At the age of 18, I’m pretty sure I had declared “Life is full of choices, choose to be happy” as my personal mantra. While I still strongly agree with the sentiment behind the statement – to seek gratitude, to create joy, and to focus on everyday blessings – I’m glad I didn’t get the words inked on my body, declaring it my motto for life, as I’ve come to discover the honesty inherent in admitting to hardships that exist. Furthermore, it’s important to acknowledge that happiness in and of itself is not necessarily a destination, but rather an ever-developing journey.
With the rise in social media, blogs, and other online influences, this pressure to be “happy” seems to be even greater than ever. Friends are posting “100 happy days” on Facebook, shouting gratitude statuses to their thousands of followers, and you can’t scroll through Tumblr without finding at least a dozen “inspirational” quotes about happiness. But let’s be honest – no one really has 100 happy days in a row, and it’s okay to admit that. We should admit that more often.
The world is, in fact, full of experiences – both beautiful and terrible – and in response to our experiences, we face choices. Each day, we are granted the opportunity to embrace life rather than to resist it – to meet it. We are forced to compete with both its blessings and its adversities as they arise. For every birth and death, wedding and funeral, unexpected diagnosis and phone call in the middle of the night, we’re compelled to respond to life. The response should be active, and we should never apologize for feeling sad.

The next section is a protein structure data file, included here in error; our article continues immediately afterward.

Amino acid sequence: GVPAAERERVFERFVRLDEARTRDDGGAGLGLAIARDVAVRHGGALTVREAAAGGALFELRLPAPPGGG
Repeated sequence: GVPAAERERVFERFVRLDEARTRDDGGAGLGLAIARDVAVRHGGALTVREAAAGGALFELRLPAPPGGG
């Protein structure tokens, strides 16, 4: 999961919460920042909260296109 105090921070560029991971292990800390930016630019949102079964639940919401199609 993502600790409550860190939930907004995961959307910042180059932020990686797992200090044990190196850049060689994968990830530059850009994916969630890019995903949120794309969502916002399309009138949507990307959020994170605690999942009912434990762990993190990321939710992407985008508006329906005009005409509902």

If the decision to always be happy is deemed right, then sadness somehow seems wrong. Yet by acknowledging and appreciating the full spectrum of human emotions – we come to know that on the other side of disappointment lies hope, and that even in the depths of grief, joy still exists. Each emotion has a place in the ultimate experience of being human.
After all, it’s not a sign of weakness to feel sad. You are not a failure if you cry. Go ahead and wallow, as Lorelai Gilmore would say. You are only asking for a level-five meltdown if you avoid those feelings for so long.
Perhaps the most courageous thing we can choose to do, is show up and continue to be all in, each day, knowing that beautiful and terrible things will happen. To feel heartbreak and still choose to love, to feel rejection and still choose to try, to feel pain and still choose kindness, to feel fear and still choose to fully live.